CITES protection will help to end rosewood wars

CITES lists endangered wood in bid to halt booming illegal trade

 

BANGKOK, THAILAND: Granting international protection to threatened Siam rosewood is a major step towards saving the species from extinction and curbing the explosion of violence around illegal trade in the precious wood.

The London-based Environmental Investigation Agency (EIA) has been supporting the efforts  of  the Thai Government to secure listing for Siam rosewood (Dalbergia cochinchinensis) on Appendix II of the Convention on International Trade in Endangered Species (CITES), currently meeting in Bangkok.

Today, the 177 member countries of CITES agreed to the listing by consensus.

“This is a significant step forward for this desperately threatened species,” said Faith Doherty, head of EIA’s Forests Campaign. “With this listing, the consumer markets will need to work with Thailand and the range states of Cambodia, Vietnam and Laos to ensure Siam Rosewood is actually protected, especially as there is a logging ban in Thailand.

“Finally, we have a legal tool to use in China, the main destination and where rosewood prices on the black market are spurring a flood of smuggling and associated violence.”

Thailand’s last forests are increasingly threatened by illegal logging, the major driver of which is the multi-million dollar rosewood trade to feed China’s desire for luxury ‘Hongmu’ antique-style furniture.

The increasing scarcity of Siam rosewood has driven the prices offered by international traders to as much as US$50,000 per cubic meter; with so much money involved, official corruption facilitates the trade at every stage, from forests to the borders and ports.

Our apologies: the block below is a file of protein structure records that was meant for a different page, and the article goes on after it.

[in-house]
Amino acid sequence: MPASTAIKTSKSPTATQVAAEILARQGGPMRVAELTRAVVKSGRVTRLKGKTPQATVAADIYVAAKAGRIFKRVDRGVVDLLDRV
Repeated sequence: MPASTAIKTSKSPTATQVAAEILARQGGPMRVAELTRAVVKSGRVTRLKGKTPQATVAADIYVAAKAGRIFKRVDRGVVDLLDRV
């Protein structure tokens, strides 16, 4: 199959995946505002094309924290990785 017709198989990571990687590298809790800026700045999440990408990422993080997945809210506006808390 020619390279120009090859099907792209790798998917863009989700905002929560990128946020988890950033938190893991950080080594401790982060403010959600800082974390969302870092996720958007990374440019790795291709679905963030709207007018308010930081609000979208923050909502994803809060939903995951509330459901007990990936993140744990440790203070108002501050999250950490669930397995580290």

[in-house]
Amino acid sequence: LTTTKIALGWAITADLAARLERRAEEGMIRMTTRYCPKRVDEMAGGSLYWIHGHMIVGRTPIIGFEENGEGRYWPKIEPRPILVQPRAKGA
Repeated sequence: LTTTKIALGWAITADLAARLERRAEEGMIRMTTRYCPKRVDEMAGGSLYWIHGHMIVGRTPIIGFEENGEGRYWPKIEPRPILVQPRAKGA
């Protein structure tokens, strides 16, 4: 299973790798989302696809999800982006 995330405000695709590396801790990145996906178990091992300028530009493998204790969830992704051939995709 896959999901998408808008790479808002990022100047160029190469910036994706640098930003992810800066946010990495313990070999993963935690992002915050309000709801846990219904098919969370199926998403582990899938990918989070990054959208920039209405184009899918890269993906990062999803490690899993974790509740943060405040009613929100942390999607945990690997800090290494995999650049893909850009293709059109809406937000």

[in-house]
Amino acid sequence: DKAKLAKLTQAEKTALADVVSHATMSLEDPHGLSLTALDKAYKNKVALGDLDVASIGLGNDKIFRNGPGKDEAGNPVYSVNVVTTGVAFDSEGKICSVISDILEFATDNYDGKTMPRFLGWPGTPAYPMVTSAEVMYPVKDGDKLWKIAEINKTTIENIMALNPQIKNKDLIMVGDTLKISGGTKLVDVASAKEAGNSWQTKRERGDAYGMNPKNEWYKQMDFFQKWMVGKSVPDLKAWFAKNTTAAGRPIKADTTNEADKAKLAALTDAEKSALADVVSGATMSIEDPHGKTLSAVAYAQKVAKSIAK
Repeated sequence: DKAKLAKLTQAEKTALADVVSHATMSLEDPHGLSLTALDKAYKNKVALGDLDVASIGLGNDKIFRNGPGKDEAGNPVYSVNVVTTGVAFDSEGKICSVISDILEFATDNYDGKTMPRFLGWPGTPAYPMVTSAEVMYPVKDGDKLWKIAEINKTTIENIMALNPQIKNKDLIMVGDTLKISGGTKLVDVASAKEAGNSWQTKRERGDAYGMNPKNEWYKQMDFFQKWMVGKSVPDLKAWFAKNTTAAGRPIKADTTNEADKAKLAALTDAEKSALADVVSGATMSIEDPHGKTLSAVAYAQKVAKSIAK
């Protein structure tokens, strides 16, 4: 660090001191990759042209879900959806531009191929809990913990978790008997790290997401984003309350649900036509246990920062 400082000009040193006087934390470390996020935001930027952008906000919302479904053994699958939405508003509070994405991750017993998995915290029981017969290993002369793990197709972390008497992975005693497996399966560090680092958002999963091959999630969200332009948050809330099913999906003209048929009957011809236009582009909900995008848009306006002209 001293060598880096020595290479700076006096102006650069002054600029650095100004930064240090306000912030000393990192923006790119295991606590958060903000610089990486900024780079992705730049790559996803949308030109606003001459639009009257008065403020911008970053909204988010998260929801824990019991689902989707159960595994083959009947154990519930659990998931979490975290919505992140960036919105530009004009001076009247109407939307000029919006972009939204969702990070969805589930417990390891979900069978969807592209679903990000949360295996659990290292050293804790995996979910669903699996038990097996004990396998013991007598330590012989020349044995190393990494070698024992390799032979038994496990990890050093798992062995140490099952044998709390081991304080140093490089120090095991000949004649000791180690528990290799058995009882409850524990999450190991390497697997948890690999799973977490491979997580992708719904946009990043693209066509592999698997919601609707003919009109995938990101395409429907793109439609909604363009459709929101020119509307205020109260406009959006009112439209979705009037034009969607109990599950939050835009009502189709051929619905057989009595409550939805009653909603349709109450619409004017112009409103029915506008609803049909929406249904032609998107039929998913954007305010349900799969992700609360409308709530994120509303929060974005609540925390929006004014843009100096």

Violence has become a regular feature of the trade, with increasing incidents involving exchanges of gunfire between Thai enforcement agencies and Cambodian logging gangs crossing the border to steal rosewood. Scores of deaths have occurred.

EIA’s research indicates the illegal rosewood trade in Thailand has boomed since demand surged in China in 2007 and today’s listing agreement will compel the Chinese authorities to seize illegal Siam rosewood entering the country.

“Thailand and co-sponsor Vietnam are to be congratulated for the courage to ask for help in securing international protection for this key tree species,” added Doherty.

“With formal protection in place, EIA will now be closely monitoring the illegal trade in rosewood and looks forward to working closely with all enforcement agencies in rosewood range states and China.”

 

Interviews are available on request: please contact Faith Doherty via faithdoherty@eia-international.org or telephone +66 9095 27515.

 

EDITORS’ NOTES

1. The Environmental Investigation Agency (EIA) investigates and campaigns against environmental crime and abuses.

2. CITES Appendix II lists species not necessarily threatened with extinction at present but which may become so unless trade is closely controlled. International trade in specimens of species listed in Appendix II may be authorised by the granting of an export permit or re-export certificate. No import permit is necessary under CITES. Permits or certificates should only be granted if the relevant authorities are satisfied that certain conditions are met, above all that trade will not be detrimental to the survival of the species in the wild.

3. The term ‘rosewood’ refers to a wide variety of richly hued, extremely durable and increasingly rare timbers harvested from an array of tree species worldwide, largely from the Dalbergia genus. Displaying a range of brown to reddish-black colourings, rosewood timber is highly prized for decorative purposes and commonly used in luxury wood products such as furniture, musical instruments, ornaments and veneer. In Thailand and the Mekong region, important rosewood-producing tree species include Siam rosewood (Dalbergia cochinchinensis Pierre) and Burmese rosewood (Dalbergia bariensis Pierre). Classified as ‘endangered’ and ‘vulnerable’ to extinction, these rosewood species are the most valuable wood in regional trade and the major target of illegal loggers.

 

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